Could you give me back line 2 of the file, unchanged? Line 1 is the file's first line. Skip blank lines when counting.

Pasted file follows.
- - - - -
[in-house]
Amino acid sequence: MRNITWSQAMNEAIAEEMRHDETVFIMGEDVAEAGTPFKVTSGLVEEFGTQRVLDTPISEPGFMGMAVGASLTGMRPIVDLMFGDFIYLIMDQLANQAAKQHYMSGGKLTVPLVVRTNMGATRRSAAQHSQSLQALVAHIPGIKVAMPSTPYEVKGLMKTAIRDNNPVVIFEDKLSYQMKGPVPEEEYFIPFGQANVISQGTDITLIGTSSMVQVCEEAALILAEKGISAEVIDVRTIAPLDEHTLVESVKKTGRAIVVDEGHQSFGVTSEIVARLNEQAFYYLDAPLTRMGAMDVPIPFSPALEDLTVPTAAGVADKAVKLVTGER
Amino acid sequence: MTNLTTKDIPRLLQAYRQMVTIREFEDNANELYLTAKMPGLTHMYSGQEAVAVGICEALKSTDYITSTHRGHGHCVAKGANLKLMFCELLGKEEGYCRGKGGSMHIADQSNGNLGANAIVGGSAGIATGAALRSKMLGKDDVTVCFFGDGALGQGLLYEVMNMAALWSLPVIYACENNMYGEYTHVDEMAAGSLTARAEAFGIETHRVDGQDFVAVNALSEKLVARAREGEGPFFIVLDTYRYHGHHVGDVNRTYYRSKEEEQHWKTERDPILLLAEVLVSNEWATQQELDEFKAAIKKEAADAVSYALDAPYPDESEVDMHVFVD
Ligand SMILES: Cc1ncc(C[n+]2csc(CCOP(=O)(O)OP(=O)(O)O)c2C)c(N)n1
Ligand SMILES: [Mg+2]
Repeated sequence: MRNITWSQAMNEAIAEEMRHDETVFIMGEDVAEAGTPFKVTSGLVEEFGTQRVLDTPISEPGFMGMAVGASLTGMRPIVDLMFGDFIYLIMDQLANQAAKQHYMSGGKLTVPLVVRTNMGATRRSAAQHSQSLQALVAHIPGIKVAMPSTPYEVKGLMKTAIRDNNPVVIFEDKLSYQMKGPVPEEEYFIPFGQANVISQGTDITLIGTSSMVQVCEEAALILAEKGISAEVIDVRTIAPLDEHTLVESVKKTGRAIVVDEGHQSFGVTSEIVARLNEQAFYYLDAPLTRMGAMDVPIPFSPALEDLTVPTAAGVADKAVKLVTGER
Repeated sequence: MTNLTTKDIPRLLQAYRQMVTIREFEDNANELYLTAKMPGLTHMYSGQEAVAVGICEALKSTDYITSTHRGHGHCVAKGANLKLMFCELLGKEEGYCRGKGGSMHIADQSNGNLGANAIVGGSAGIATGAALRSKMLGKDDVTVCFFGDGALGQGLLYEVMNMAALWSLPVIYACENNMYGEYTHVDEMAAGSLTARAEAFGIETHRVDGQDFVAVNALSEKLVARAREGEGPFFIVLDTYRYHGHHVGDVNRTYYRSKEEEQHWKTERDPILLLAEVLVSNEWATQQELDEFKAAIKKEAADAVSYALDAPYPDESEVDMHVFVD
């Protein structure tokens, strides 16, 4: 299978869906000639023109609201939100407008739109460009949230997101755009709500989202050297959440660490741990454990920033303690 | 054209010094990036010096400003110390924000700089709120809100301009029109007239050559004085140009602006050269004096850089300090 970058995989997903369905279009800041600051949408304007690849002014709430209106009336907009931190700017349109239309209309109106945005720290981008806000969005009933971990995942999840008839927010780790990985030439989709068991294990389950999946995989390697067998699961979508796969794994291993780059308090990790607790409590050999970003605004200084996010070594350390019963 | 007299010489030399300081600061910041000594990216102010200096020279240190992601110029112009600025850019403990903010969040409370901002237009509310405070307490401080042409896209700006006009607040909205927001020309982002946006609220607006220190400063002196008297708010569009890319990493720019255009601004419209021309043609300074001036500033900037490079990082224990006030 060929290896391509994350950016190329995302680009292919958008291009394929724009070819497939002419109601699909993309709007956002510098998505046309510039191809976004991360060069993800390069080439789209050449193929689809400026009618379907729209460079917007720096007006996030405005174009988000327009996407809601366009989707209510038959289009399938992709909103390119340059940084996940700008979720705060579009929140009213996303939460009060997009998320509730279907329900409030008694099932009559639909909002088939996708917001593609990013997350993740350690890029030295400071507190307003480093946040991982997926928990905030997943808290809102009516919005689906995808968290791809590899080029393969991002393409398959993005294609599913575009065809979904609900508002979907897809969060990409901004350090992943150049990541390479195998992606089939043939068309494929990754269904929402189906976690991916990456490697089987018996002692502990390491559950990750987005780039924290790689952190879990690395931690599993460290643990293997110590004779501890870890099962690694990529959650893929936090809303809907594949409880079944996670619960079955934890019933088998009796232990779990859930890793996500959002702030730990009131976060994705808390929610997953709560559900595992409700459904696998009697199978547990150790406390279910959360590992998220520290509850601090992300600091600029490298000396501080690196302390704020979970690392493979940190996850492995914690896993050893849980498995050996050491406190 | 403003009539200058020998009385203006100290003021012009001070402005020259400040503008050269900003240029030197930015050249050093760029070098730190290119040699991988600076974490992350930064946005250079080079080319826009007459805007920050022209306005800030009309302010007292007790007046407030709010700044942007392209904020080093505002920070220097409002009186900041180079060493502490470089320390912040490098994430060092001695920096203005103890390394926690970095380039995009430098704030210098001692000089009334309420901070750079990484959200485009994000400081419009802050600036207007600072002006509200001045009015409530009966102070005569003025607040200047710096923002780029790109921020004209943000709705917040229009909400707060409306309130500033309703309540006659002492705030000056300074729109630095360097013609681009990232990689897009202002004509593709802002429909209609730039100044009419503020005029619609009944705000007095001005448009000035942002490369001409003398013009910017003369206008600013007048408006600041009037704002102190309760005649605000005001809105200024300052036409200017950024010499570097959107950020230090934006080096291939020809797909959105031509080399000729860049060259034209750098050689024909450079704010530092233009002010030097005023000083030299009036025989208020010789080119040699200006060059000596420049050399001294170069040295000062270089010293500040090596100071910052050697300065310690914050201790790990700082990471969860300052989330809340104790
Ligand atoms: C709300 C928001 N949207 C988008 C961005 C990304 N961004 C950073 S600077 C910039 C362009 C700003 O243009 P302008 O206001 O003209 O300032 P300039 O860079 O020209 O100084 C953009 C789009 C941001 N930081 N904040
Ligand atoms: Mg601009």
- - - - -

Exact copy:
Amino acid sequence: MRNITWSQAMNEAIAEEMRHDETVFIMGEDVAEAGTPFKVTSGLVEEFGTQRVLDTPISEPGFMGMAVGASLTGMRPIVDLMFGDFIYLIMDQLANQAAKQHYMSGGKLTVPLVVRTNMGATRRSAAQHSQSLQALVAHIPGIKVAMPSTPYEVKGLMKTAIRDNNPVVIFEDKLSYQMKGPVPEEEYFIPFGQANVISQGTDITLIGTSSMVQVCEEAALILAEKGISAEVIDVRTIAPLDEHTLVESVKKTGRAIVVDEGHQSFGVTSEIVARLNEQAFYYLDAPLTRMGAMDVPIPFSPALEDLTVPTAAGVADKAVKLVTGER